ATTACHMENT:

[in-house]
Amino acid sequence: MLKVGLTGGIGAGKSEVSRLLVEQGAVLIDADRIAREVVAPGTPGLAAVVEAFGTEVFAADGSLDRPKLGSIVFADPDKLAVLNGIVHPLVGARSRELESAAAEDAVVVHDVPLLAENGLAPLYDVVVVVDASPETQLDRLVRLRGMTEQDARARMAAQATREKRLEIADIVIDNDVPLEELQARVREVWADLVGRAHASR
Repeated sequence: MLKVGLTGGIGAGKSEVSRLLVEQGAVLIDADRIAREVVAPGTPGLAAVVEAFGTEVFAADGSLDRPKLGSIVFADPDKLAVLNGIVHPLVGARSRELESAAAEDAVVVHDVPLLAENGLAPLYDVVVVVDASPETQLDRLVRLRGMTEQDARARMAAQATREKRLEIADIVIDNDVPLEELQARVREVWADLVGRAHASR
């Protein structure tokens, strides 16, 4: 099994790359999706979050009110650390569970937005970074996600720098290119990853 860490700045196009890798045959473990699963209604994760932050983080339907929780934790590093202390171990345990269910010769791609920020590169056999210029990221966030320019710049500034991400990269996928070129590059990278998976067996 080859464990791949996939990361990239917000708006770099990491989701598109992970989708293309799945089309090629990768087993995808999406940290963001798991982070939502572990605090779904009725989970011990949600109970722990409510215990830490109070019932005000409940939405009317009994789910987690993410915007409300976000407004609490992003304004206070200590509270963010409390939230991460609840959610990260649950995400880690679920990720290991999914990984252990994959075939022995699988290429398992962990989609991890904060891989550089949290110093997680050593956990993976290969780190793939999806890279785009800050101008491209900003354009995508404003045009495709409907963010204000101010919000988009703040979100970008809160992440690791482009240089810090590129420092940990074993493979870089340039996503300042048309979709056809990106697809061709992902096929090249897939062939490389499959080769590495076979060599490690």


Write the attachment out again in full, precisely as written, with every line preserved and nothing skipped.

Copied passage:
[in-house]
Amino acid sequence: MLKVGLTGGIGAGKSEVSRLLVEQGAVLIDADRIAREVVAPGTPGLAAVVEAFGTEVFAADGSLDRPKLGSIVFADPDKLAVLNGIVHPLVGARSRELESAAAEDAVVVHDVPLLAENGLAPLYDVVVVVDASPETQLDRLVRLRGMTEQDARARMAAQATREKRLEIADIVIDNDVPLEELQARVREVWADLVGRAHASR
Repeated sequence: MLKVGLTGGIGAGKSEVSRLLVEQGAVLIDADRIAREVVAPGTPGLAAVVEAFGTEVFAADGSLDRPKLGSIVFADPDKLAVLNGIVHPLVGARSRELESAAAEDAVVVHDVPLLAENGLAPLYDVVVVVDASPETQLDRLVRLRGMTEQDARARMAAQATREKRLEIADIVIDNDVPLEELQARVREVWADLVGRAHASR
């Protein structure tokens, strides 16, 4: 099994790359999706979050009110650390569970937005970074996600720098290119990853 860490700045196009890798045959473990699963209604994760932050983080339907929780934790590093202390171990345990269910010769791609920020590169056999210029990221966030320019710049500034991400990269996928070129590059990278998976067996 080859464990791949996939990361990239917000708006770099990491989701598109992970989708293309799945089309090629990768087993995808999406940290963001798991982070939502572990605090779904009725989970011990949600109970722990409510215990830490109070019932005000409940939405009317009994789910987690993410915007409300976000407004609490992003304004206070200590509270963010409390939230991460609840959610990260649950995400880690679920990720290991999914990984252990994959075939022995699988290429398992962990989609991890904060891989550089949290110093997680050593956990993976290969780190793939999806890279785009800050101008491209900003354009995508404003045009495709409907963010204000101010919000988009703040979100970008809160992440690791482009240089810090590129420092940990074993493979870089340039996503300042048309979709056809990106697809061709992902096929090249897939062939490389499959080769590495076979060599490690």